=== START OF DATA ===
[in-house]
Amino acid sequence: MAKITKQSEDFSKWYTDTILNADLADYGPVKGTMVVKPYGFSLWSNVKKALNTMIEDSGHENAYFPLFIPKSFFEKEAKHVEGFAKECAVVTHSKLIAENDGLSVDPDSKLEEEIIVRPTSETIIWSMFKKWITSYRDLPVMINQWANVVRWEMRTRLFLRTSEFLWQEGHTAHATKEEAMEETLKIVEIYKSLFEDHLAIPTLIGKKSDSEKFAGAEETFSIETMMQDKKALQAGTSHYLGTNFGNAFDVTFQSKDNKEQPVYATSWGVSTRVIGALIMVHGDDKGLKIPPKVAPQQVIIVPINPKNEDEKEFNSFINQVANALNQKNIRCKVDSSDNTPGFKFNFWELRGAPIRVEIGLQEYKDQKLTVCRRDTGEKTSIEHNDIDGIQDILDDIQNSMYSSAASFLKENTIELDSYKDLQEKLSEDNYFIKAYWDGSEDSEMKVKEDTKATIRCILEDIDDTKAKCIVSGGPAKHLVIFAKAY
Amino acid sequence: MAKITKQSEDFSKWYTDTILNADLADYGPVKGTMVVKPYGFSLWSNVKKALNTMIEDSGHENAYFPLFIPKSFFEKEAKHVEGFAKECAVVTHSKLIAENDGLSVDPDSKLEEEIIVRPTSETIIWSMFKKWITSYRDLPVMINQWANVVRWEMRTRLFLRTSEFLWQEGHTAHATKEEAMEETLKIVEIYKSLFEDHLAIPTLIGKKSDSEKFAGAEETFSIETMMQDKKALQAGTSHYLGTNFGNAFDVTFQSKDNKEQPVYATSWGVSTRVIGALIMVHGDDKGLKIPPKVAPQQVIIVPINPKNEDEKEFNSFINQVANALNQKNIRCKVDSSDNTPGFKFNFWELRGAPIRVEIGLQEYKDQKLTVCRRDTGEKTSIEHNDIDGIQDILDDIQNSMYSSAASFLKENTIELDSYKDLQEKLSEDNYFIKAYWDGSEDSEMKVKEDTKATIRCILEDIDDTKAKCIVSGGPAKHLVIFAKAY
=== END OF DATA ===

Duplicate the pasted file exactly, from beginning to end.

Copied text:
[in-house]
Amino acid sequence: MAKITKQSEDFSKWYTDTILNADLADYGPVKGTMVVKPYGFSLWSNVKKALNTMIEDSGHENAYFPLFIPKSFFEKEAKHVEGFAKECAVVTHSKLIAENDGLSVDPDSKLEEEIIVRPTSETIIWSMFKKWITSYRDLPVMINQWANVVRWEMRTRLFLRTSEFLWQEGHTAHATKEEAMEETLKIVEIYKSLFEDHLAIPTLIGKKSDSEKFAGAEETFSIETMMQDKKALQAGTSHYLGTNFGNAFDVTFQSKDNKEQPVYATSWGVSTRVIGALIMVHGDDKGLKIPPKVAPQQVIIVPINPKNEDEKEFNSFINQVANALNQKNIRCKVDSSDNTPGFKFNFWELRGAPIRVEIGLQEYKDQKLTVCRRDTGEKTSIEHNDIDGIQDILDDIQNSMYSSAASFLKENTIELDSYKDLQEKLSEDNYFIKAYWDGSEDSEMKVKEDTKATIRCILEDIDDTKAKCIVSGGPAKHLVIFAKAY
Amino acid sequence: MAKITKQSEDFSKWYTDTILNADLADYGPVKGTMVVKPYGFSLWSNVKKALNTMIEDSGHENAYFPLFIPKSFFEKEAKHVEGFAKECAVVTHSKLIAENDGLSVDPDSKLEEEIIVRPTSETIIWSMFKKWITSYRDLPVMINQWANVVRWEMRTRLFLRTSEFLWQEGHTAHATKEEAMEETLKIVEIYKSLFEDHLAIPTLIGKKSDSEKFAGAEETFSIETMMQDKKALQAGTSHYLGTNFGNAFDVTFQSKDNKEQPVYATSWGVSTRVIGALIMVHGDDKGLKIPPKVAPQQVIIVPINPKNEDEKEFNSFINQVANALNQKNIRCKVDSSDNTPGFKFNFWELRGAPIRVEIGLQEYKDQKLTVCRRDTGEKTSIEHNDIDGIQDILDDIQNSMYSSAASFLKENTIELDSYKDLQEKLSEDNYFIKAYWDGSEDSEMKVKEDTKATIRCILEDIDDTKAKCIVSGGPAKHLVIFAKAY